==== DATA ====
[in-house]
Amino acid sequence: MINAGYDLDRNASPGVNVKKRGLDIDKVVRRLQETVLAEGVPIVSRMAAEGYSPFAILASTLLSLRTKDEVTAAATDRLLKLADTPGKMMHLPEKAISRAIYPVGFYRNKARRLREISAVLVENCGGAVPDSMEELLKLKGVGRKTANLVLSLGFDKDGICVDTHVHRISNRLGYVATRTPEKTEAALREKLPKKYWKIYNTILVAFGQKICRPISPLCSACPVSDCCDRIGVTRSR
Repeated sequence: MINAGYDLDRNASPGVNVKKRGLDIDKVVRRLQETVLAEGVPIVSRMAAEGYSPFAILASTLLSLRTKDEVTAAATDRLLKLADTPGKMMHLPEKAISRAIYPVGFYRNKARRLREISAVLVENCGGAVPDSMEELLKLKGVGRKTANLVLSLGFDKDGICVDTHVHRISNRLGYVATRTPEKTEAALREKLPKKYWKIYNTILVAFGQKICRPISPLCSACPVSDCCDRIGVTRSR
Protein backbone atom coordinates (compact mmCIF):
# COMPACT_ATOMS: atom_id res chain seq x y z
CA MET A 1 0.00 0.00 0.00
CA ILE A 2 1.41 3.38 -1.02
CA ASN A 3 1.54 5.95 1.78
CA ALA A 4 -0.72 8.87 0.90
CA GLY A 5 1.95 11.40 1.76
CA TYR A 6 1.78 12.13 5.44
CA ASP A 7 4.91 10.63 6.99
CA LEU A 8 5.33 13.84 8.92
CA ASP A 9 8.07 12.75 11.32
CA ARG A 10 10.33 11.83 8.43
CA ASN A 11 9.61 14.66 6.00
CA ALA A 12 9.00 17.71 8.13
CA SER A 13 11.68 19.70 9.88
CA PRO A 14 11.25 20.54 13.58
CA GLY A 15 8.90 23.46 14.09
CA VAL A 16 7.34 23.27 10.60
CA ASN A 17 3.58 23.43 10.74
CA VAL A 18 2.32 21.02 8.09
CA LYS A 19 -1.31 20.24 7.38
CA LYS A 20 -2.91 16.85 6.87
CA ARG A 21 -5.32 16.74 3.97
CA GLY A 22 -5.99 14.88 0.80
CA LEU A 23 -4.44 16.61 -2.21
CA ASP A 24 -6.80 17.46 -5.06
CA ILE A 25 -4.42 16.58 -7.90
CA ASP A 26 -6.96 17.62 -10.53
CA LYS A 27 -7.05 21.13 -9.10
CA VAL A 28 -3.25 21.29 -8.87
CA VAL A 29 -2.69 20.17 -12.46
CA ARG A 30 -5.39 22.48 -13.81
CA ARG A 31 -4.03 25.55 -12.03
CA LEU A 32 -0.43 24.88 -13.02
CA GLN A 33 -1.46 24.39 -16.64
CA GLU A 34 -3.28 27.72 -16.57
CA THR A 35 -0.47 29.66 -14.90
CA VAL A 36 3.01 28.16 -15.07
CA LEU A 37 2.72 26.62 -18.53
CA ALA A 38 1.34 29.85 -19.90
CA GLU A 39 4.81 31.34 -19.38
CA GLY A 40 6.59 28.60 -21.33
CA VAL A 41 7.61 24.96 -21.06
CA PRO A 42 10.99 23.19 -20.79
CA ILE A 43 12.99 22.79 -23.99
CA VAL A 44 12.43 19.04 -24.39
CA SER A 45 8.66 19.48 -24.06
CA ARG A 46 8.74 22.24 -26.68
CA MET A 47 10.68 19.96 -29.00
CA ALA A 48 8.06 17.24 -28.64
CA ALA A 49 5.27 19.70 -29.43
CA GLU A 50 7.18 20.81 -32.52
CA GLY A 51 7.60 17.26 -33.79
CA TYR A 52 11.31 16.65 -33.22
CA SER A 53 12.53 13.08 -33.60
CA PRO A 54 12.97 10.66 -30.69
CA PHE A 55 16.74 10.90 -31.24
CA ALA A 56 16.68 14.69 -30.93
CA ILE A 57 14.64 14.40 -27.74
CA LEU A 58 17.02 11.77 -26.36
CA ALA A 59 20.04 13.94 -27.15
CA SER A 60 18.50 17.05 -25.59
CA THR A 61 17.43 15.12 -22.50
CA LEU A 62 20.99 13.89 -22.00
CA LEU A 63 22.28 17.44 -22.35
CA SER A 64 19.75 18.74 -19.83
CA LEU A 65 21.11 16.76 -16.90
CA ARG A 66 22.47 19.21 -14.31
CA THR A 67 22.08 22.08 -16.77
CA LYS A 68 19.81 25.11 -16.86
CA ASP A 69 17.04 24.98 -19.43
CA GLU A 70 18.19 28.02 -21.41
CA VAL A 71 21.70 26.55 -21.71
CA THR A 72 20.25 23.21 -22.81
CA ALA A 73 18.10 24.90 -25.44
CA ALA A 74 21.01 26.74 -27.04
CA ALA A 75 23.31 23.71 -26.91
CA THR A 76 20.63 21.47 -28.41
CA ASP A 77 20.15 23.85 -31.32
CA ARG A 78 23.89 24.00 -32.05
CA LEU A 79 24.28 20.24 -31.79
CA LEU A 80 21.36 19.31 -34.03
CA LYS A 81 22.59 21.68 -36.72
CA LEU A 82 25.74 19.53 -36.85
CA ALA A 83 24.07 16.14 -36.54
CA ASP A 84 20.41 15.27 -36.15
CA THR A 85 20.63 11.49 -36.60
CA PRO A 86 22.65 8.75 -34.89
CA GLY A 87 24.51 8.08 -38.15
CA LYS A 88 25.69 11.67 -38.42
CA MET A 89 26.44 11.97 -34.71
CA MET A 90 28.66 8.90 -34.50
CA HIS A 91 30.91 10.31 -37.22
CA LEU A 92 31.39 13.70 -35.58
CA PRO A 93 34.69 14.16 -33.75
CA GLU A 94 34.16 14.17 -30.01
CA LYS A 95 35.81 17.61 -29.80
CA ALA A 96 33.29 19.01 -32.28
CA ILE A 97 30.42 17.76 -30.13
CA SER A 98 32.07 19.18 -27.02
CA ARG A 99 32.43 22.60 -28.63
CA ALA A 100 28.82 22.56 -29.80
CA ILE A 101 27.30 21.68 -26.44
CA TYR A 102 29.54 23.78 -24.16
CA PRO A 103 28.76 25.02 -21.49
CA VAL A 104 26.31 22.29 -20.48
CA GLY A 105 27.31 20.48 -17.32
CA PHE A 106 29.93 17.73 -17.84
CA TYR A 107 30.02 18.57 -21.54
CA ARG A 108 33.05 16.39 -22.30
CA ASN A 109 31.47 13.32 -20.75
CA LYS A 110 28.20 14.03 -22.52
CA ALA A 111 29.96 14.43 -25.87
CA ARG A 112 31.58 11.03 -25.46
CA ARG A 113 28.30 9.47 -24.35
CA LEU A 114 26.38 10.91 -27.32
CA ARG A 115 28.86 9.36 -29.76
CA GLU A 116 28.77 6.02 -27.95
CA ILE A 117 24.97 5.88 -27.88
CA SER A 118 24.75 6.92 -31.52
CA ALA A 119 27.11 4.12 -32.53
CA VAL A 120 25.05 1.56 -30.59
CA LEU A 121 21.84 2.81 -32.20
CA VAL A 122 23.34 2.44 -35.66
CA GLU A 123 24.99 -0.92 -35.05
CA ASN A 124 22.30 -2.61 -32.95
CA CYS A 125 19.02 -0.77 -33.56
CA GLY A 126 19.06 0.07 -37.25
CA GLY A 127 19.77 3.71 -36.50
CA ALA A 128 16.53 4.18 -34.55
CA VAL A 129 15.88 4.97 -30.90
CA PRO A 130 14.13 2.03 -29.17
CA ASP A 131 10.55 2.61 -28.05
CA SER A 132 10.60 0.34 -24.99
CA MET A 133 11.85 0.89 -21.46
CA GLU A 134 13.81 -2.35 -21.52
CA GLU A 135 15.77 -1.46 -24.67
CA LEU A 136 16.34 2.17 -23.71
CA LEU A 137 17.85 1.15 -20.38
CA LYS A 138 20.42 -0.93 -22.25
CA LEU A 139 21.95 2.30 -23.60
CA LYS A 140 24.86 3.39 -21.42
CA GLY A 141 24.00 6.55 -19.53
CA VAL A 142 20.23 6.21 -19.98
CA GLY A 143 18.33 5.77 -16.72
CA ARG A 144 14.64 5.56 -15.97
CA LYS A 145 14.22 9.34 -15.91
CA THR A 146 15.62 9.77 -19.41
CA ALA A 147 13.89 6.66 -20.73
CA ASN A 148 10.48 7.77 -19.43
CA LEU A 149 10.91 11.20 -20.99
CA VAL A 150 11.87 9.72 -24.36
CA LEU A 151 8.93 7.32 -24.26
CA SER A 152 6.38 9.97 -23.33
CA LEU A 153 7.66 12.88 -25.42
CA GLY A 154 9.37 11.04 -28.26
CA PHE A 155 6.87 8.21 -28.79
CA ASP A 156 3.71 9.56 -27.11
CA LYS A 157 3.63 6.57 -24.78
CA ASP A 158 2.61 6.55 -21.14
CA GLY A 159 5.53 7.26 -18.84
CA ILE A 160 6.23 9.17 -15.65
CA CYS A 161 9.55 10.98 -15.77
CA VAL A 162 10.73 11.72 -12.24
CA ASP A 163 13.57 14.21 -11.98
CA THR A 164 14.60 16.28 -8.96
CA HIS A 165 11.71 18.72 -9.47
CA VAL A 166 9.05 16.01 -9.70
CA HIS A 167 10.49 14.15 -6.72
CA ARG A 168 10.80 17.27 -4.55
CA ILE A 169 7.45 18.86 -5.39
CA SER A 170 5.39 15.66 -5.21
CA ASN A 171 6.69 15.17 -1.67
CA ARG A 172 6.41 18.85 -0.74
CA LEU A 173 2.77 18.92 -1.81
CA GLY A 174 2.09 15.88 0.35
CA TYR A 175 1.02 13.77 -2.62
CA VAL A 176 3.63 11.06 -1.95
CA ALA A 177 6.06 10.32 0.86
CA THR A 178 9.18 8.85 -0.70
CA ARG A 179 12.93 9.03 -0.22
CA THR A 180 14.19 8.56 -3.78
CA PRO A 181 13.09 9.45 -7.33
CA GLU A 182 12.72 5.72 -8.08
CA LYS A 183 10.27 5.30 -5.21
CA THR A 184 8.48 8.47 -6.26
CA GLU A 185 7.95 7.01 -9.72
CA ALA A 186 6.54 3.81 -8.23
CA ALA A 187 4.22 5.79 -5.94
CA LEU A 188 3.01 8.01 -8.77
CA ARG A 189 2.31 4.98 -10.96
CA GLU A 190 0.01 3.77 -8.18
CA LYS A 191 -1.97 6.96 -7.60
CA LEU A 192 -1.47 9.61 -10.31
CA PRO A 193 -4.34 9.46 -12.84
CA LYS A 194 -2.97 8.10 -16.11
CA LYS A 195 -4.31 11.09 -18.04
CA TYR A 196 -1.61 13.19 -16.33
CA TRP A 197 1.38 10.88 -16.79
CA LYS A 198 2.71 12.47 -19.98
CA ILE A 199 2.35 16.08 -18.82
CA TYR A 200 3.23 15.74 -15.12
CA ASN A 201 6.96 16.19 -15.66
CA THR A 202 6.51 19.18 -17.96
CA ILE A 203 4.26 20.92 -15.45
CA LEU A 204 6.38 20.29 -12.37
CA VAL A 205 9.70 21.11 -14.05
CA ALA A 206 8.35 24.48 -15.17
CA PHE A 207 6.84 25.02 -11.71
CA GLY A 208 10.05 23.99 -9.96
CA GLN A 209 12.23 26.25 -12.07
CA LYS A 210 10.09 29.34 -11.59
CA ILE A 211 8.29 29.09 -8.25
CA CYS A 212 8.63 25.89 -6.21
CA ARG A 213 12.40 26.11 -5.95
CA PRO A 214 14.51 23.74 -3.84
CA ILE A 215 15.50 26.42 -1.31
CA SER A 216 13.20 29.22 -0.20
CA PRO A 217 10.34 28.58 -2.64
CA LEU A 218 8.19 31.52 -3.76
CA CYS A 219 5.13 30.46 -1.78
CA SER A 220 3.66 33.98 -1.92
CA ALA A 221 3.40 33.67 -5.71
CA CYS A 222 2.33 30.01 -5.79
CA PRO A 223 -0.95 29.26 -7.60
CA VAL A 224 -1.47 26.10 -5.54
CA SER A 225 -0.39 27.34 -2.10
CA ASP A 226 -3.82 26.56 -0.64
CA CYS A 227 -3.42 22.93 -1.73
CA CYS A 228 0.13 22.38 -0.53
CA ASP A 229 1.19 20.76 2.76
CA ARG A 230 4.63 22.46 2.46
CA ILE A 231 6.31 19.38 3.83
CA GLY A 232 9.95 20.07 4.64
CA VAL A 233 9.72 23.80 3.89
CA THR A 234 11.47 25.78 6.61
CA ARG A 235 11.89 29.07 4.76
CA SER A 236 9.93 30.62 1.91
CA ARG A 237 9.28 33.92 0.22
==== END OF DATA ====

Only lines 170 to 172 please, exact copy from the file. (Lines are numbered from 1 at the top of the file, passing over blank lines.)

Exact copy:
CA HIS A 165 11.71 18.72 -9.47
CA VAL A 166 9.05 16.01 -9.70
CA HIS A 167 10.49 14.15 -6.72